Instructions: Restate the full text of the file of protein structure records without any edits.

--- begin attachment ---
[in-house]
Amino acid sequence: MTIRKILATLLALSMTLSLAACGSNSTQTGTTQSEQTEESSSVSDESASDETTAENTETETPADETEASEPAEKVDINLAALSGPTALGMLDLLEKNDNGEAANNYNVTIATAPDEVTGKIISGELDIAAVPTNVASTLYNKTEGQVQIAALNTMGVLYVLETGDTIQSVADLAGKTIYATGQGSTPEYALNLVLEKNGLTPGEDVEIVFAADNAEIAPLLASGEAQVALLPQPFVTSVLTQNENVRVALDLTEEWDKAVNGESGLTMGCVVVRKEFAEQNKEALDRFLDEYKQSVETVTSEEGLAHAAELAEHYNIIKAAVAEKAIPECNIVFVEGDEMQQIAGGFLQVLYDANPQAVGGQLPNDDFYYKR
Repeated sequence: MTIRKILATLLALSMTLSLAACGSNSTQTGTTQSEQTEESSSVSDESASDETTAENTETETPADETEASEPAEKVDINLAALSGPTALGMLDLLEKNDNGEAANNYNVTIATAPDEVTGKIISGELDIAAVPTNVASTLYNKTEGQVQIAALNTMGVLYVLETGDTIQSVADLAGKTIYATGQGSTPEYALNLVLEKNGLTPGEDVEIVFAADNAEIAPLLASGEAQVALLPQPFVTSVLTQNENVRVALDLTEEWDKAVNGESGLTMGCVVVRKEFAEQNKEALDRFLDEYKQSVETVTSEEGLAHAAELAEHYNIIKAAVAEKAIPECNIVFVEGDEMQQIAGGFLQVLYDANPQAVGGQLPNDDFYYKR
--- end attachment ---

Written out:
[in-house]
Amino acid sequence: MTIRKILATLLALSMTLSLAACGSNSTQTGTTQSEQTEESSSVSDESASDETTAENTETETPADETEASEPAEKVDINLAALSGPTALGMLDLLEKNDNGEAANNYNVTIATAPDEVTGKIISGELDIAAVPTNVASTLYNKTEGQVQIAALNTMGVLYVLETGDTIQSVADLAGKTIYATGQGSTPEYALNLVLEKNGLTPGEDVEIVFAADNAEIAPLLASGEAQVALLPQPFVTSVLTQNENVRVALDLTEEWDKAVNGESGLTMGCVVVRKEFAEQNKEALDRFLDEYKQSVETVTSEEGLAHAAELAEHYNIIKAAVAEKAIPECNIVFVEGDEMQQIAGGFLQVLYDANPQAVGGQLPNDDFYYKR
Repeated sequence: MTIRKILATLLALSMTLSLAACGSNSTQTGTTQSEQTEESSSVSDESASDETTAENTETETPADETEASEPAEKVDINLAALSGPTALGMLDLLEKNDNGEAANNYNVTIATAPDEVTGKIISGELDIAAVPTNVASTLYNKTEGQVQIAALNTMGVLYVLETGDTIQSVADLAGKTIYATGQGSTPEYALNLVLEKNGLTPGEDVEIVFAADNAEIAPLLASGEAQVALLPQPFVTSVLTQNENVRVALDLTEEWDKAVNGESGLTMGCVVVRKEFAEQNKEALDRFLDEYKQSVETVTSEEGLAHAAELAEHYNIIKAAVAEKAIPECNIVFVEGDEMQQIAGGFLQVLYDANPQAVGGQLPNDDFYYKR